On April 18, 1983, when George was with Huntsville Fire and Rescue, a huge fire started at the school (then Stone Middle School). He was there fighting it, and distinctly remembers the black smoke that filled the halls.

Today, he’s still connected strongly to the same building with Lone Goose Saloon.

4. The atmosphere exudes originality

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Co-founder Margaret Poole painted this bar top with a friend. (Sarah Gronberg / Hville Blast)

Lone Goose Saloon is original in all its facets, including the atmosphere.

Inside, you’ll find wooden furniture—the same kind of furniture that started it all at Furniture Factory. You’ll also find a funky, colorful bar top that Margaret and a friend painted.

George built the adjacent bar top from some special materials.

“The bar top you’re on right now, that was in the original gym. When I was a kid, we played on this bar top right here.”

Danny George

George also built the stage, where local artists add to the originality of the atmosphere.

“I think it’s a great way for local musicians to be able to display their talents and they do a good job down here.”

Margaret Poole

George explained that, when musicians come in to play, they don’t charge a cover charge, because it helps the musicians. “It’s one of our policies,” he said.

Lone Goose has a special connection to music—it’s is where the name comes from. George has been writing lyrics for about 50 years, and one of his songs was about a man who frequented a bar. That bar was his demise—and it was called the Lone Goose Saloon.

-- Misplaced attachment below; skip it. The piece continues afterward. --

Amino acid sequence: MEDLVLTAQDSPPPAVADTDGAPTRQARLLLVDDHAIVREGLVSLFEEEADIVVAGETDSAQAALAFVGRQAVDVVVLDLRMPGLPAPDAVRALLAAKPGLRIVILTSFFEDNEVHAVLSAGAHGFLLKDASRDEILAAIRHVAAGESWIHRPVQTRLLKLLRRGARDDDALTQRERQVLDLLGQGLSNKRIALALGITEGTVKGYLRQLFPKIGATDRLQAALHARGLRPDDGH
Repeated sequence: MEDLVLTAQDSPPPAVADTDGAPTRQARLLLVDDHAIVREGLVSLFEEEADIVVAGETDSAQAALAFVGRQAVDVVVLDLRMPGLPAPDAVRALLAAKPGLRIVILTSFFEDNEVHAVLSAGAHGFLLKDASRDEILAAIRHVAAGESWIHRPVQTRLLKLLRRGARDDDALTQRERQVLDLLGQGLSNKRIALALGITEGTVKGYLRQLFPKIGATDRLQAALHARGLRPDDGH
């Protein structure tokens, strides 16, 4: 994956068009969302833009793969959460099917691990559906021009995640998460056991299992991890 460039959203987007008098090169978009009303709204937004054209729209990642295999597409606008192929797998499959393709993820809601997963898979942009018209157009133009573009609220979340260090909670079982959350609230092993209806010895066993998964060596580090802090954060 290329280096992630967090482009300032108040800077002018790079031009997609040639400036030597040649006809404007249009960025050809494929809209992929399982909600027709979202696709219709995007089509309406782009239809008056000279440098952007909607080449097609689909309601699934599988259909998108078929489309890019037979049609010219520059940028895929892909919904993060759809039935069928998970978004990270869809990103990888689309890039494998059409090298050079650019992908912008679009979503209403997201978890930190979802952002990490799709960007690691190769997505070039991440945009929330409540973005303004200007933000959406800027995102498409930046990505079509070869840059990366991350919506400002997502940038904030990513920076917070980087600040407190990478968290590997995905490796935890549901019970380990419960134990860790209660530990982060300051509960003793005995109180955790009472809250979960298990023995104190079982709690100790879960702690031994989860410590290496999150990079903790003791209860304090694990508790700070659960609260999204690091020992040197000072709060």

5. It’s a spot for good times…and matchmaking

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The good times in this room are countless. (Sarah Gronberg / Hville Blast)

Lone Goose Saloon is a true local spot. “It’s a family,” George said.

George said that at Lone Goose, “You can actually bring your wife or daughter here and they can feel safe.” They have security there to ensure that everyone can come in and relax, have a drink and share their good times and bad times, because, “That’s the whole gist of it.”

Poole does her part in keeping things interesting at the bar.

“We’ve had several people that have met here and gotten married. We’ve done a lot of matchmaking here.”

Margaret Poole

Poole has made lots of friends along the way, too. She said that the people that sit on the patio (the “patio heads,” as George and Poole call them) think of her as their mother.

George also enjoys talking with the customers, saying his favorite part of owning the bar is, “Mainly hanging out with people discussing different subjects.”

Beyond interacting with their customers and friends, the two are involved in what goes on at the bar each and every day.

“We’re down here seven days a week, every morning. We’re the support group here.”

Danny George

George described how he and Poole do a lot of the behind-the-scenes work before, “The staff comes in and takes it on through the night, then we do it again the next morning.”

And Huntsville’s glad they do it again, every morning.

Here’s where you can find “The Goose.”

And one last thing. Danny George wanted you to know that this story was written by his granddaughter.

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Sarah Gronberg
Sarah Gronberg